Maryland-Montgomery County Notice to Vacate for Cause

The Montgomery County Notice to Vacate for Cause states that, as a result of a violation, the landlord desires to retake possession of the Leased Premises.

Document Last Modified: 1/31/2020

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The Montgomery County notice to vacate for cause states that, as a result of a violation, the landlord desires to retake possession of the leased premises. A notice to vacate can be issued to a tenant during the lease time if the tenant has substantially breached the lease agreement.

Such notice must be given at least 30 days prior to the date on which the landlord intends to repossess the property and contain the specific circumstances of the alleged breach. This notice does not have to coincide with the rent payment cycle.

Who: This notice is filled out by you (the landlord) and given to a tenant who has violated conditions of their lease. Note that this form should only be used in situations where the tenant has committed a violation (or violations). Lease violations can be almost anything, from keeping pets in a property where it is prohibited to causing damage to the property. However, actions that result in violating the lease must be spelled out in the initial lease/rental agreement.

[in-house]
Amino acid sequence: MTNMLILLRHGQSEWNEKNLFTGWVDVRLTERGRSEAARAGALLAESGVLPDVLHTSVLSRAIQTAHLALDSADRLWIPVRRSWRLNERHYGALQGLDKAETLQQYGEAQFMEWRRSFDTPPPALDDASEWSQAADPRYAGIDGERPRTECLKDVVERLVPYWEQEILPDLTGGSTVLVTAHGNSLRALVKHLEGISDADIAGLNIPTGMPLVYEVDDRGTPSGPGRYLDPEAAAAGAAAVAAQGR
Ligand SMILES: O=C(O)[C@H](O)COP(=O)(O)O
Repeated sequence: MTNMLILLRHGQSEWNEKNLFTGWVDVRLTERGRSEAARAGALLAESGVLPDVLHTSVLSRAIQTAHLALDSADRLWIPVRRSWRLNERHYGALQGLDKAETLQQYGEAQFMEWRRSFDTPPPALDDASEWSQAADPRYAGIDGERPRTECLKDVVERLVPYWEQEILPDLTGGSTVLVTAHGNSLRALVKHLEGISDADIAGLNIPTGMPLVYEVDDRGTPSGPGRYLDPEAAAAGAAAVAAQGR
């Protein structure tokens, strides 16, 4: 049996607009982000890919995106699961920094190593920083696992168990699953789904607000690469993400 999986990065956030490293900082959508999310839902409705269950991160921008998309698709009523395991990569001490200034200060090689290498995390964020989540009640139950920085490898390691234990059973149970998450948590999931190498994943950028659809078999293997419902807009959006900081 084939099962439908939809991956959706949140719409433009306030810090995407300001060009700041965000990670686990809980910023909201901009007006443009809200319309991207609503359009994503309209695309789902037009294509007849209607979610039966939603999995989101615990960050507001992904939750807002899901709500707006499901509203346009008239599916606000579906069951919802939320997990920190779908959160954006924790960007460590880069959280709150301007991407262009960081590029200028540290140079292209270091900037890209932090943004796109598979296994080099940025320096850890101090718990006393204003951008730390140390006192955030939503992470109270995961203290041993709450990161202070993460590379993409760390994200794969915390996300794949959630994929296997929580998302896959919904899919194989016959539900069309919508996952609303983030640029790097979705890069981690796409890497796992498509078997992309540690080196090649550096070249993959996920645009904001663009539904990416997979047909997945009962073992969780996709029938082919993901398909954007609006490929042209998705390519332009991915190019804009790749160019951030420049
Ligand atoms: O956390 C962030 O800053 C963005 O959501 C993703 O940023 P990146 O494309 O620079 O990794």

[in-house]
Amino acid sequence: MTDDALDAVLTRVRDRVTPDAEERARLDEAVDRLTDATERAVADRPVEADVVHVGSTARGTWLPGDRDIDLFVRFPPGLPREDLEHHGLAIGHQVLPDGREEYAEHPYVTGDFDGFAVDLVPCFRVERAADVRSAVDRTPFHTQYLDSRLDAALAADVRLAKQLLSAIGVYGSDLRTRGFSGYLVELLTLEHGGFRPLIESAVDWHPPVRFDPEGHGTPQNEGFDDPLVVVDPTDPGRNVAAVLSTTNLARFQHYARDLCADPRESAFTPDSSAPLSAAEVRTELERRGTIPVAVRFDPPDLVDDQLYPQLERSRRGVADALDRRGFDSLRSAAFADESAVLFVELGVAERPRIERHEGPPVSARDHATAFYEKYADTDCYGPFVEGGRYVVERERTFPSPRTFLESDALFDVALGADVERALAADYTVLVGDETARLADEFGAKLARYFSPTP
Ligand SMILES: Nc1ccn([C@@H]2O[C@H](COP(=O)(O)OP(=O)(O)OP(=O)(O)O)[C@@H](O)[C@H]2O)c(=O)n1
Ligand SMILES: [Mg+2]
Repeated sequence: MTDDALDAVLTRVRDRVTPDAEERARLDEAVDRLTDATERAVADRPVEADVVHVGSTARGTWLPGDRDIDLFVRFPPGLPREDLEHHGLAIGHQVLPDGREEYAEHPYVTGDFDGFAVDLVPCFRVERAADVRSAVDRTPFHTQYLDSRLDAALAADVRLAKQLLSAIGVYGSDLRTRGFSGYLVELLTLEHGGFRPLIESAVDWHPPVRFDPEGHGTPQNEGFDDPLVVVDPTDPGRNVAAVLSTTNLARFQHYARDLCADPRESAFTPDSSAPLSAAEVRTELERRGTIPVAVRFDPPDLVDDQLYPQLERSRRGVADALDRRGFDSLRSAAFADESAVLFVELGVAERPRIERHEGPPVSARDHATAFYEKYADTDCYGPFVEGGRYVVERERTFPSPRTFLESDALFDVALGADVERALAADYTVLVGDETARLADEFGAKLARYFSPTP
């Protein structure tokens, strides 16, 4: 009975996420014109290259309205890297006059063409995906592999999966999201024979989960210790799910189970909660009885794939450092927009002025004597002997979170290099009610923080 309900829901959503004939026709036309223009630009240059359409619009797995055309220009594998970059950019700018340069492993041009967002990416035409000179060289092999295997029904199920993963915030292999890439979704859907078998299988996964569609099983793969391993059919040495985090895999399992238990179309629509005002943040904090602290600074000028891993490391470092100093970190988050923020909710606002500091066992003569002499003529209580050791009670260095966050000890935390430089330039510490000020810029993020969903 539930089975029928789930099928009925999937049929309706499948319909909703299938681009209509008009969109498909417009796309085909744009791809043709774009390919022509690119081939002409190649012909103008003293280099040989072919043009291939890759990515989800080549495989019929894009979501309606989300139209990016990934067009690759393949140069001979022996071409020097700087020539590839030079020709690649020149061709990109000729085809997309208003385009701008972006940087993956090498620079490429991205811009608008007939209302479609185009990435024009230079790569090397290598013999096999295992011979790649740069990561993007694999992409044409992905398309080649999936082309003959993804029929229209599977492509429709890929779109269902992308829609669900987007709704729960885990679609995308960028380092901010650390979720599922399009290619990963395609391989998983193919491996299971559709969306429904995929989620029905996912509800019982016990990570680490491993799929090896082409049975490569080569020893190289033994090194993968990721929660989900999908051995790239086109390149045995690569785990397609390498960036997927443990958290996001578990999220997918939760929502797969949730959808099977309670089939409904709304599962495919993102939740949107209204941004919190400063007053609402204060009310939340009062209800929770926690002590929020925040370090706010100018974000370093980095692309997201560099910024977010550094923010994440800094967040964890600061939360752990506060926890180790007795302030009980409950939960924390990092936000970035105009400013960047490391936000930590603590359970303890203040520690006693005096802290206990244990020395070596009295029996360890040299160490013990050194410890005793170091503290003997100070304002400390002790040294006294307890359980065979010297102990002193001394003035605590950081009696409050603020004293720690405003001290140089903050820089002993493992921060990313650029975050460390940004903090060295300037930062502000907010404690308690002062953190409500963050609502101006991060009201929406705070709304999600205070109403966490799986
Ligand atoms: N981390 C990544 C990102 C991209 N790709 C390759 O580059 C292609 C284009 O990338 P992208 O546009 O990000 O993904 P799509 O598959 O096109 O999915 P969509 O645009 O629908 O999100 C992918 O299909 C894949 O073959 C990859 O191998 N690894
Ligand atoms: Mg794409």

What: This form notifies the tenant that they have violated the terms of their lease and that you (the landlord) have decided to evict.

    You’ll need to ensure that several important fields are completely filled out before serving your tenant, including the following:

  • Your name and address
  • The tenant’s name
  • The address of the property in question
  • The actual violations in question, including a breakdown of specific items if applicable
  • The date of lease termination
  • The date the tenant must quit the property
  • Your name and signature
  • The month, day and year of service
    • The method of serving notice to your tenant:
    • Certified mail with return receipt
    • Regular mail (not recommended)
    • Deliver in person with the tenant’s name and signature
    • Leaving a copy at the premises
    • Posting a copy at the premises
    • When: This notice must be completed and given to the tenant at least 30 days prior to the date the tenant must quit the property. Note that if the breach involved dangerous behavior by the tenant or a guest of the tenant that “demonstrates a clear and imminent danger to the tenant, the landlord or other tenants”, you can issue a 14-day notice instead of a 30-day notice.

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